Athletes from around the country are in Philadelphia this weekend for the national championships of a little known sport in America — hurling.
The sport traces its roots back to the early middle ages in Ireland.
"We have early Irish lore from the 7th and 8th century, which describe various injuries to people that occurred in stick and ball games," says Aidan O'Sullivan, senior lecturer in archaeology at University College, Dublin.
Hurling is woven through the country's legends ... such as the hero Cuchulain.
"One day, he goes, with his mother's permission, to play on the playing field at Navan Fort, at the residence of the king of Ireland," O'Sullivan relates.
And he's running across the field with his hurling stick, or hurley, and comes across 150 older boys playing a match.
"He goes out into the middle of them and he grabs the ball, and he runs off with it, and he scores a goal," O'Sullivan says. "And the young fellas aren't particularly impressed with this because it is taboo for a youth to join their game without their permission, them being under the protection of the King of Ulster. So they sack him, and he defends himself with his hurling stick, and he basically chases them off."
Legends describe the sport as a sort of field battle. And when you watch the sport today, you can see its violent roots.
It's full contact. Players do wear helmets, but they check each other a lot. They even fight. But the modern game takes a lot of skill. The hurley stick is about the size of a baseball bat. The flat, roughly circular end is used for striking the ball, a bit smaller than a baseball.
You can scoop it up and strike it out of the air. Or you can bat it with your non-stick hand ... though you can't throw it. The goal of the game is to hit the ball between uprights for one point, or into a soccer-type goal below the uprights for three points. And then there's running with the ball, which is complicated.
"You're only allowed to catch it twice," says Frank O'Meara, who started a hurling club in Philadelphia eight years ago.
"So what that means is that you must play it to your hurl, and then if you catch it again you must hit it again without catching it. That's supposing it doesn't hit the ground or go to a member of the opposition," he says. "Then you're back with your recount of two. You can take four steps with the ball in your hand."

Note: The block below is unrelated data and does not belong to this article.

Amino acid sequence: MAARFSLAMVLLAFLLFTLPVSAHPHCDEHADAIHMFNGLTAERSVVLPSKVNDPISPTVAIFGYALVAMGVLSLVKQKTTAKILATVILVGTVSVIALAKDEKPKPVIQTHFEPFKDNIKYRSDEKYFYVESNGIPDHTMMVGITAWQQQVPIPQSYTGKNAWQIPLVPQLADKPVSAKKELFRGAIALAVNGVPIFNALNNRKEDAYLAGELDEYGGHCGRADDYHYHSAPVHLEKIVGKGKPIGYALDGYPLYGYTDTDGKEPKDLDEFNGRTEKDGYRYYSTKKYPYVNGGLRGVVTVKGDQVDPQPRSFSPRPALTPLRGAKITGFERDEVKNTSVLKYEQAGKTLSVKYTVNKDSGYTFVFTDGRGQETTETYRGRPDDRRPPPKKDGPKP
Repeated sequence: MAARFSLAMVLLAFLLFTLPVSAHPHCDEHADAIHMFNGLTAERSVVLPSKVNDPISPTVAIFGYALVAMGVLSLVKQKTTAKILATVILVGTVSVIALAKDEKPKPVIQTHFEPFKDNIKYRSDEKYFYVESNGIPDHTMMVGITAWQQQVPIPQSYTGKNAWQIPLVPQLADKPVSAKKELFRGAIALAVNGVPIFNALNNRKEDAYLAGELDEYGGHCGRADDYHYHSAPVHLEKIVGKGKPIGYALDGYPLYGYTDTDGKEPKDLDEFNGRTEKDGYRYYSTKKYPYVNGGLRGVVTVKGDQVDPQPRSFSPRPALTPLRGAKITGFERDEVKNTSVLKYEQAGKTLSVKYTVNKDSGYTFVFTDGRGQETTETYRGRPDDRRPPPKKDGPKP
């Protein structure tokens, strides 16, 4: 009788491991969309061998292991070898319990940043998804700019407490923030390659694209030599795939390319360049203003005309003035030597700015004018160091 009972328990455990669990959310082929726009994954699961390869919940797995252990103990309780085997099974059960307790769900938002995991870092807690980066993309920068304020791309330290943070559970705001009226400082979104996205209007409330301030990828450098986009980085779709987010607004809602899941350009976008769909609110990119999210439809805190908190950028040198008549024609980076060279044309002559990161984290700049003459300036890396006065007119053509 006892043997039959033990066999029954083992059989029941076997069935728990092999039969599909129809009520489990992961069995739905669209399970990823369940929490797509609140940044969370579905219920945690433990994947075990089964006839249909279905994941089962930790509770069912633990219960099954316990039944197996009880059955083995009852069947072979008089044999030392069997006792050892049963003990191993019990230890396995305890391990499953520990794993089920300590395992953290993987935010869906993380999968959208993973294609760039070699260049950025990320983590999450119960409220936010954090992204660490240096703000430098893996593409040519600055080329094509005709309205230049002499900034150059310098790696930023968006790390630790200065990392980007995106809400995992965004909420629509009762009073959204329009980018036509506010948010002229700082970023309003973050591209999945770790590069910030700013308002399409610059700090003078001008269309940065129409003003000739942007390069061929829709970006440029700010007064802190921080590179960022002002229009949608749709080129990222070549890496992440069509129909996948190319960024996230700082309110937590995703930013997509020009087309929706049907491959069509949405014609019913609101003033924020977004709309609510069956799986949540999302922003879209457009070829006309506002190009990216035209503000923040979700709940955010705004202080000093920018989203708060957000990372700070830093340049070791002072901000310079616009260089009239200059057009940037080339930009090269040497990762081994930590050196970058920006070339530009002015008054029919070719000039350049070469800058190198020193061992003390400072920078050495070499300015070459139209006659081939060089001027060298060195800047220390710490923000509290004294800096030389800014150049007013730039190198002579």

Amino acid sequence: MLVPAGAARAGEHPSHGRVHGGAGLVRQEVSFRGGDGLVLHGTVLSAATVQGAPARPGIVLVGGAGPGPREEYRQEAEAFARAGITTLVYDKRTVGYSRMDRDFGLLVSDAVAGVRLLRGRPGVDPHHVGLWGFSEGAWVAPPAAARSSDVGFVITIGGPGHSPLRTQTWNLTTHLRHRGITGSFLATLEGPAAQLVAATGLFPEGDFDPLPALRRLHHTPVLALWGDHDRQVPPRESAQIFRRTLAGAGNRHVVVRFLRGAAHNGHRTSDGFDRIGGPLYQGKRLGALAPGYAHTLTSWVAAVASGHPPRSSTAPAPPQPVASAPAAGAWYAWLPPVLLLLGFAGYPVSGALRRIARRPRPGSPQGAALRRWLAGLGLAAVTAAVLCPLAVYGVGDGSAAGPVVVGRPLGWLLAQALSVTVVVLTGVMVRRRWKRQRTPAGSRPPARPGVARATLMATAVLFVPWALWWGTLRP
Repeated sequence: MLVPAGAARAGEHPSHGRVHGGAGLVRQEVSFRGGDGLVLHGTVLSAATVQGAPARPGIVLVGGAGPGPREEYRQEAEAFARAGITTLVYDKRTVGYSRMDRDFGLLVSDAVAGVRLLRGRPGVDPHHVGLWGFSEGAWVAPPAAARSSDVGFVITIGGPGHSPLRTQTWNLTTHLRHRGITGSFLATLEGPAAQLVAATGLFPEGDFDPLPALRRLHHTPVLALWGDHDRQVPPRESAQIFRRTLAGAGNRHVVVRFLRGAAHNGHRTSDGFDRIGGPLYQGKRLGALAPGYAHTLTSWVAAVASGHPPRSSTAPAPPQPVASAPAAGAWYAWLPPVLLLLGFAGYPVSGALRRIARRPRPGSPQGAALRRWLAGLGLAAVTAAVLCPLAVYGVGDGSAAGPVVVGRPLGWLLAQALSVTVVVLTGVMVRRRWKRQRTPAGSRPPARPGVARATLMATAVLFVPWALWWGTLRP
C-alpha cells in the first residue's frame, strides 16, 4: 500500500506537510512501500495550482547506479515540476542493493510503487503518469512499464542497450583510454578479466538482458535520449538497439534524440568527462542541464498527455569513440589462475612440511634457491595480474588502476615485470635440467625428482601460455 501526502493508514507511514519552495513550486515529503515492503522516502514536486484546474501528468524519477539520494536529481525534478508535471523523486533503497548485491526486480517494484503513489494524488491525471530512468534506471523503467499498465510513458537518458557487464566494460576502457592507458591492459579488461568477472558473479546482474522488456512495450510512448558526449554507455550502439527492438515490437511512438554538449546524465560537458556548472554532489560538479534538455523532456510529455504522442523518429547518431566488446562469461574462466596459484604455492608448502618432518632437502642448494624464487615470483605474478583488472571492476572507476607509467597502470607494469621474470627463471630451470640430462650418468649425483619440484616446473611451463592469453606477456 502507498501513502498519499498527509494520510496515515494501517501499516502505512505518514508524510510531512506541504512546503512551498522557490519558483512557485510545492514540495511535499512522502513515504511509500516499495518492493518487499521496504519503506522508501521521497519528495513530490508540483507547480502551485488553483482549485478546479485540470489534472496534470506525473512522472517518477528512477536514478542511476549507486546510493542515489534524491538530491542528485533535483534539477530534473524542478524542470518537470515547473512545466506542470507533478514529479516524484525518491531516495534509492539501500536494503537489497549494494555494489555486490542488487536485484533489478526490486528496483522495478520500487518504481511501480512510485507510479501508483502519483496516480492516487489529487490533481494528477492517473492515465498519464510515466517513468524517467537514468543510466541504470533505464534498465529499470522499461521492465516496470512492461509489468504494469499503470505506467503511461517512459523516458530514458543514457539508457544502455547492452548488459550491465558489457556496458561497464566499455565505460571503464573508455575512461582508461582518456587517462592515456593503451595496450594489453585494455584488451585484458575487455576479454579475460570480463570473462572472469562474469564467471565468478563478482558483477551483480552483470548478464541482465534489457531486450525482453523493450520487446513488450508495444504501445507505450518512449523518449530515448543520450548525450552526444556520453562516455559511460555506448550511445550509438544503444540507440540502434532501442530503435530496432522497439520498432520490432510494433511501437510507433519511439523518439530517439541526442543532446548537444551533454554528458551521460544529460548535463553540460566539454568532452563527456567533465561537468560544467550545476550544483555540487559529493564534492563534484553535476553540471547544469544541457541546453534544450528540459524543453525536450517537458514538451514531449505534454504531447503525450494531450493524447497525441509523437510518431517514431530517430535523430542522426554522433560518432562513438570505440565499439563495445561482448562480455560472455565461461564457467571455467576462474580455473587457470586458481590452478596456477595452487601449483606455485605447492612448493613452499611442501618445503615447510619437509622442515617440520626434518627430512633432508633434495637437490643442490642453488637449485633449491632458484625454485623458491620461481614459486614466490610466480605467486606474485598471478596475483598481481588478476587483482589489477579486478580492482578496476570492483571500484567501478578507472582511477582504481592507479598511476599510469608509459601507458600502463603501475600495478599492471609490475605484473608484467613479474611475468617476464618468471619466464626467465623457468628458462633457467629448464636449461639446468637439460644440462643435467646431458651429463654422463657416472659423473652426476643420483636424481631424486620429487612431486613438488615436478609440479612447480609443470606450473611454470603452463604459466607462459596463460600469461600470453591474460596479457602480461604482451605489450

Got that? Basically, its tough to keep possession of the ball. But that's part of what makes the sport so exciting to watch -- lots of passing, lots of turnovers.
O'Meara started the club after immigrating from County Tipperary. The club is now called Na Toraidhe — that's old Irish for 'the pursued' or "the outlaws."
"We basically recruited Irish guys, Irish players and those things. We had a few American guys at the time with us that were obviously new to the game," O'Meara said. "And we went on, progressed for three or four years. We won two North American championships, which was a big honor, big deal."
An accidental convert
A recent practice featured a rag tag mix of Irishmen and Americans.
Alex Stephen started playing just a few months ago.
"The bar that sponsors our team is actually right across the street from my apartment. And I went in there for a couple of beers to watch a Phillies game. And the man sitting next to me is Jason, one of our teammates here.
"And after a couple of glasses of beer, he starts talking to me about how he's on the Philadelphia hurling team, and I mishear him as 'curling team,' with a C. And so I go on this, like, two-minute rant about how much I love curling and Americans don't appreciate it," Stephen says. "And after my rant, he goes, 'No, no, no. Hurling, with an H.'"
Stephen joined anyway, and loves it.
Still, the majority of the team are guys from Ireland who have been playing the game all their lives. Now, this is strictly an amateur sport, both there and here, played for hometown pride. That's what makes it special to players such as Michael O'Halloran from County Waterford.
"You're playing for your family and your friends and people you've known all your life, everyone," O'Halloran says. "We socialize together, we go to church together, you do everything together, so it's quite unique in that way."
Recently, Na Toraidhe won the Philadelphia area championship, handily beating a team from Allentown.
The team is competing in this weekend's national championship, trying to bring yet another national title to Philadelphia — their community.
Support provided by